2. Mitchell vs. Brunson, Round 2

It would hardly be an exaggeration to suggest that Jalen Brunson ended the Donovan Mitchell era in Utah last season. With Luka Doncic injured before their first-round series, the Jazz were expected to waltz right past the Mavericks into the second round. And then Brunson thoroughly outplayed Mitchell across a six-game series that ended with Dallas advancing. Brunson averaged just under 28 points per game against Utah, and fittingly, he scored plenty of them against Mitchell, who played some of the worst defense of his life against the Jazz.

He's been a far better defender in Cleveland, and he also has two elite defensive big men behind him instead of just one. His All-Star backcourt mate is significantly younger this time around, and he will have home-court advantage in this matchup. In other words, if Mitchell is treating this series as a grudge match with Brunson, almost everything that worked against him last season is now in his favor.

Knicks fans have little reason to regret missing out on Mitchell. He may be better than Brunson, but the gap isn't as wide as it looked over the summer, and the Knicks have retained maximum flexibility to improve elsewhere on the roster. The one major downside for the Knicks is that by not trading for Mitchell, they opened themselves up to the possibility of having to play against him. That worst-case outcome presented itself right away. If Mitchell has any bitterness towards Brunson or the team he assumed he'd play for, he's going to show it in this series.

3. Cleveland's wing problem

Cleveland has two star guards in Mitchell and Darius Garland. It has two star big men in Mobley and Jarrett Allen. It's just that pesky in-between slot that's been a problem for them all season. Isaac Okoro has largely been the preferred starter in that position. Caris LeVert frequently closes. Cedi Osman and Lamar Stevens have had their turns as well. There's no perfect balance. The Cavaliers would love someone who can at least make corner 3's and defend wings credibly. None of their role players do both consistently.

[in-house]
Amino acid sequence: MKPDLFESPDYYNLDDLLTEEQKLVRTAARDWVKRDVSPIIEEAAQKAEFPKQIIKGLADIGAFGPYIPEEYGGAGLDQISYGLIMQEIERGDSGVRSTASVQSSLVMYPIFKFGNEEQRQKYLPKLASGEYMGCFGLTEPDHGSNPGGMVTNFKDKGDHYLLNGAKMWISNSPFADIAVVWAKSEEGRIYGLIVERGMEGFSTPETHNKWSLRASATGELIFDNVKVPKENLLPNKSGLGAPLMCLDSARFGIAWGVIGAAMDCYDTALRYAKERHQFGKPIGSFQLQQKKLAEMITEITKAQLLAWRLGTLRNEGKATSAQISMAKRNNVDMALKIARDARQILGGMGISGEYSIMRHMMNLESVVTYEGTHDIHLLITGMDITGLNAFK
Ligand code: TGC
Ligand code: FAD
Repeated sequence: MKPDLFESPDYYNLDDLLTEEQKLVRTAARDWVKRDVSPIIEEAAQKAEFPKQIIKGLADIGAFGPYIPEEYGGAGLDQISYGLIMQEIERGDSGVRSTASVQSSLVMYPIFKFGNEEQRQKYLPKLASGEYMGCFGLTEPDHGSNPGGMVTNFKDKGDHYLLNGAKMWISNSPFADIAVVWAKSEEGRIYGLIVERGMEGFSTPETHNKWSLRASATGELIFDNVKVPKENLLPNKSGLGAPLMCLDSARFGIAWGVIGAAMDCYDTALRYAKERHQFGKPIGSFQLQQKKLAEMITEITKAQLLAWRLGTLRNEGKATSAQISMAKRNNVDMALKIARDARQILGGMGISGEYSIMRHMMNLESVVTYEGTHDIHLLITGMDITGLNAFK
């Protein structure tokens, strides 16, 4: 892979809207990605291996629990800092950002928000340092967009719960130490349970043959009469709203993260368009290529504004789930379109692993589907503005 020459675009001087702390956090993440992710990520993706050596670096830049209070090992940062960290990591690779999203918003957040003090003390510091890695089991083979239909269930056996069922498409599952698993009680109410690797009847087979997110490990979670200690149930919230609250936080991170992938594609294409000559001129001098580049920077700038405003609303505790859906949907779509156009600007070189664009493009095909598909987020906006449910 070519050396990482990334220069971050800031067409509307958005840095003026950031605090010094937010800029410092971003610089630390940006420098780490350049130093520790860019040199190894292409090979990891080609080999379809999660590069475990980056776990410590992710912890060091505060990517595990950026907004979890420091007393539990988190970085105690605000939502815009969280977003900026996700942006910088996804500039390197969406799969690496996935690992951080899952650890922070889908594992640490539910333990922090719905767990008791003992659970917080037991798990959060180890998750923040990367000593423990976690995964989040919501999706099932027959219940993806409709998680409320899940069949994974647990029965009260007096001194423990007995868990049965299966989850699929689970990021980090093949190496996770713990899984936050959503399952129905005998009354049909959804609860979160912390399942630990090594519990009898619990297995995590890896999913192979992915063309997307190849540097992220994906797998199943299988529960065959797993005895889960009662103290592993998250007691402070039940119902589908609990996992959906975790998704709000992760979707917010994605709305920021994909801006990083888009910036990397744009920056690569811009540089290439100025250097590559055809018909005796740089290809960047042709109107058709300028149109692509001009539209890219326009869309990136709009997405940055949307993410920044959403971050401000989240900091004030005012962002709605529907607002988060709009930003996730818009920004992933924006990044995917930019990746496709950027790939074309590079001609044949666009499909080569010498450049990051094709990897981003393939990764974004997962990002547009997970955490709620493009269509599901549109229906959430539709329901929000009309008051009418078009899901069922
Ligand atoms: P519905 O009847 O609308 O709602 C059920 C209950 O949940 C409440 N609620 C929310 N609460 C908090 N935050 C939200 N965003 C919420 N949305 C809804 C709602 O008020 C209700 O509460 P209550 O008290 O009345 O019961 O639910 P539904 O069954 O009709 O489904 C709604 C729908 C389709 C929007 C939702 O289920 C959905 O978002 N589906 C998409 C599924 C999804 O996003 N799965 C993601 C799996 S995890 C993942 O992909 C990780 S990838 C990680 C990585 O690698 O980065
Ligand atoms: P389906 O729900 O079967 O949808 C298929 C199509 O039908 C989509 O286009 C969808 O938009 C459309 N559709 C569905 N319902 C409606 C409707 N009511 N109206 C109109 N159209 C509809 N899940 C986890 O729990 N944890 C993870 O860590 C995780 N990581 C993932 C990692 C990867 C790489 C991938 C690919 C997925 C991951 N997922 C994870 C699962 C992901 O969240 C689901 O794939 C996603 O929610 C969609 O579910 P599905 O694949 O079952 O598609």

Fortunately, the Knicks aren't especially dangerous on this front. They have done have an array of wing scorers ready to punish LeVert or Osman, and Cleveland should be able to score comfortably enough even in clogged lanes. That makes this series something of a trial run for the Cavaliers. They're going to experiment with that slot. Okoro will likely get the first crack at it for the sake of defending Brunson, but don't be surprised to see several different Cavaliers try out for that role. 

Series Pick

If Randle was at 100% this series would be a bit more interesting. As it stands, the Cavaliers have the best offensive player in this series (Mitchell), the best defensive player in this series (Mobley), and statistical advantages in most categories. Expect the Cavaliers to move on to the second round in five or six games. Pick: Cavaliers in six